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Eulalia Mendes

O Jornal

When 20,000 textile workers went on strike in the 1928 New Bedford Textile Workers Strike, 18-year-old factory worker Eulalia Mendes (1910-2004) became a leader in her mill and community by promoting Portuguese industrial migrant worker participation in the strike. Later, she traveled nationwide to support other uprisings in the fight for justice and equality. Arrested and scheduled for deportation in 1953, Eulalia received asylum from Poland, where she lived for 50 years.

The year 1928 in New Bedford was marked by a strike of over 20,000 textile workers; for 18-year-old Eulalia Mendes (1910-2004), this strike was a call to action.

Born in 1910 in the city of Gouveia in northern Portugal, “Eula” left Portugal with her working class family in 1912 and settled in New Bedford, a textile city with a large Portuguese-speaking community. Eula’s father worked in the factories until he became ill. Eula became the primary breadwinner as a bobbin worker at the City Mill textile factory at age 14. When New Bedford textile workers went on strike in opposition to a wage cut planned by the factory owners in 1928, Eula began attending meetings run by regional and national labor organizers. She became a leader in her mill and in her community by promoting Portuguese industrial migrant worker participation in the strike. Eula translated speeches into Portuguese and then began to give the speeches herself. She became an organizer for the communist-influenced Textile Mill Committee, which requested a wage increase, an eight-hour day, a five-day week, and an end to child labor. Eventually, Eula became a member of the strike’s executive committee.

The National Guard, called in by New Bedford’s mayor to break up the strike, used force and arrested many strikers, including Eula. Eventually, the strikers accepted a smaller pay cut and returned to work. For Eula, the 1928 New Bedford Textile Workers Strike sparked a life of union organizing. She traveled nationwide with the International Ladies Garment Workers and other unions to support other uprisings in the fight for justice and equality. Eula’s activism continued with her Communist Party affiliation in New Bedford and the region, and she refused to sign a Loyalty Pledge to promise that she was not a Communist.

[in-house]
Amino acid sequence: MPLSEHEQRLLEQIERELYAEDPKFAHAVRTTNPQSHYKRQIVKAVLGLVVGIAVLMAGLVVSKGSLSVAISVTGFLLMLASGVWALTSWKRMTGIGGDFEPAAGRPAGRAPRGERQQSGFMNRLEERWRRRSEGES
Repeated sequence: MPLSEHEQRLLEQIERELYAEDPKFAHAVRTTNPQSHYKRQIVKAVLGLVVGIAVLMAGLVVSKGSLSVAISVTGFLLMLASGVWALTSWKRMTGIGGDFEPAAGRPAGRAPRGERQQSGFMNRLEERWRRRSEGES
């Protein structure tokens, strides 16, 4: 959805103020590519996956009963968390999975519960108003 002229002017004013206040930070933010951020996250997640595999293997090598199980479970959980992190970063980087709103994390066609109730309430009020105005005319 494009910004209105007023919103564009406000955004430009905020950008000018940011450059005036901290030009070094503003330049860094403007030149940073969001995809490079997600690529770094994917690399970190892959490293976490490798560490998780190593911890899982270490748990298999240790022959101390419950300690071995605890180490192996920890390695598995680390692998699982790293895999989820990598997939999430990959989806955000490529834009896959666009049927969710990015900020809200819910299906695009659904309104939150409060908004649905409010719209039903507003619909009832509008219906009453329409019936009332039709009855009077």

Eula’s arrest record prevented her from becoming a naturalized United States citizen. At the same time, the FBI labeled foreign-born labor organizers as subversive aliens, increasing their vulnerability to deportation. Eula was detained on Ellis Island for about six months as part of an anti-communist campaign to silence and imprison labor activists. In 1953, she was scheduled for deportation as a subversive alien despite support from friends and allies to reverse the decision. Since fascist Portugal was exiling or executing returned leftists, Eula’s birthplace was not a good option. Eventually, she received asylum from Poland and was allowed to leave the United States.

When the Portuguese community in New Bedford took on Americanization goals, Eula’s activities were seen as un-American and un-Portuguese by many. Nevertheless, she remained committed to creating a more just society by opposing power inequalities and supporting migrant worker rights.

As an expatriate in Poland, Eulalia learned the Polish language and joined the Communist Party, working for the Party’s Portuguese language radio in Warsaw. She married a Polish man to become Eulalia Matusiak and remained in Poland for 50 years, longer than she had lived in either Portugal or the U.S. While in exile, she regularly corresponded with friends in the U.S. and Europe. In 2004, Eulalia died in Poland.

Ann O’Leary

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